SchoolArts Magazine

FEB 2019

SchoolArts is a national art education magazine committed to promoting excellence, advocacy, and professional support for educators in the visual arts since 1901.

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Page 26 of 54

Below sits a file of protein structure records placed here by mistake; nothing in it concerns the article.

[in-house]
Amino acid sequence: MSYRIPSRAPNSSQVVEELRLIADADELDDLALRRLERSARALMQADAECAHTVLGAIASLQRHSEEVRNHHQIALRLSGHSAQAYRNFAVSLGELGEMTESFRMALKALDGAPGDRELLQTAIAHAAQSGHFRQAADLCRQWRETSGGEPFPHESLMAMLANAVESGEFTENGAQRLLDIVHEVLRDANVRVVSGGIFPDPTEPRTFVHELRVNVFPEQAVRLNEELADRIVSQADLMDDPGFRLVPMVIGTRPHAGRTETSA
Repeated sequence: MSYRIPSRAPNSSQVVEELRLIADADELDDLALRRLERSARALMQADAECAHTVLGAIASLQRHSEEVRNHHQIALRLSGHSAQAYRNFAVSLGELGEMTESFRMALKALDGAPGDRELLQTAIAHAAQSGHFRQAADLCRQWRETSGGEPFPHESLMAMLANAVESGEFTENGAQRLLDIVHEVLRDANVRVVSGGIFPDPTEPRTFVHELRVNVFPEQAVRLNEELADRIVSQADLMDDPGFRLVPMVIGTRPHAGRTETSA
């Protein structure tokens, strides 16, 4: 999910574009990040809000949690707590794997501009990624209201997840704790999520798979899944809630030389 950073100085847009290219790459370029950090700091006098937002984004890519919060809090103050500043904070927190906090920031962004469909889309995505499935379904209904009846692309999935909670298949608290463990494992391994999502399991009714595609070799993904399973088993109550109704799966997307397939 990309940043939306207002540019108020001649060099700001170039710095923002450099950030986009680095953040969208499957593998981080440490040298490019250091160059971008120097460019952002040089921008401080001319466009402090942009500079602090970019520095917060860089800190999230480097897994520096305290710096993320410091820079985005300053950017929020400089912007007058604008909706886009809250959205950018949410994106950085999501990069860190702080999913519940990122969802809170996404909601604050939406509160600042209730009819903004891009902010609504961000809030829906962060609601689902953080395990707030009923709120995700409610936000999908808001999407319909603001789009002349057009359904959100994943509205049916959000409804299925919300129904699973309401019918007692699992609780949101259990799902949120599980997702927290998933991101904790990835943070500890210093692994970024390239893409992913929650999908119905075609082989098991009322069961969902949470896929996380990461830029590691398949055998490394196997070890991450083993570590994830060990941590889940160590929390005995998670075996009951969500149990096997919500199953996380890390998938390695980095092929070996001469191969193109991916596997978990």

22 FEBRUARY 2019 SchoolArts P O I N T O F V I E W E mpathy is the ability to show compassion and understanding for another person's experience. In our artrooms, there are many unplanned moments of empathy that emerge during the in-between spaces of a planned lesson. But how can we create intentional opportunities to promote students' compassion for oth - ers? While teaching a course on arts integration for elementary education majors, I found that narrative strategies lend themselves to empathic growth. In one bookmaking assignment, stu - dents merge personal art-making with oral storytelling, and a series of activi - ties move students toward empathetic understanding. One student wrote, "The bookmaking project was an excellent way for us to feel vulnerable and feel each other's' feelings and inter - ests." Honoring student stories in the artroom can shape and impact students and teachers in transformative ways. Understanding the Self through Bookmaking The first step in growing empa- thetically is feeling empathy and understanding for yourself. In this assignment, students are first required to unpack a personal narrative through the process of art-making, specifically bookmaking. The process of working to visually portray their story provides them with the opportunity to reflect deeply on understanding themselves and how their stories are important in their personal narrative. Students are introduced to the evo- lution of books through history as well as contemporary bookmakers such as Julie Chen, Miriam Schaer, Barbara Tetenbaum, Alison Cook Brown, Clar - issa Sligh, and Emily Martin. A variety of bookmaking structures and formats are discussed and demonstrated such as accordion, crisscross, sewn bind, ments on the tables. I discuss the importance of creat- ing a safe place in one's classroom to feel comfortable to share both our narratives and our artwork. This Book Club Day occurs early in the semester, which allows us to get to know each other and helps us grow as a commu - nity of learners. One student wrote, "Sometimes we get caught up in our - selves, so we don't look around to oth- ers. This project allowed us to learn about everyone. It built community." Silent Reading I call the first activity we do on Book Club Day "silent reading." Students do An Exercise in Empat Nicole Romanski tunnel, star, and dragon. Students are given choice in regard to materials, subject matter, and book structure. We also brainstorm possibilities for personal narratives including childhood memories, travel stories, pivotal events, relationship stories, and professional journeys. Students often share that the book- making process helped them revisit and spend time considering the impact of the experience on their lives. One student reflected, "I think I learned about vulnerability and the power in sharing your story. I was never some - one who felt like my story had mean- ing, but this project proved me wrong." Understanding Others through Our Book Club Day Our Book Club Day is an essential component of the personal bookmak- ing experience. The core of empathy is understanding others, so on this day, we devote time to engage in vari- ous strategies to receive, share, and experience each other's stories. We set up our classroom like a gallery by placing our books and artist state- Taking time to unpack personal narratives through bookmaking and stor telling in the artroom provides an opening for our students to grow empatheticall . CONTINUED ON PAGE 46. A student's personal narrative translated through bookmaking.

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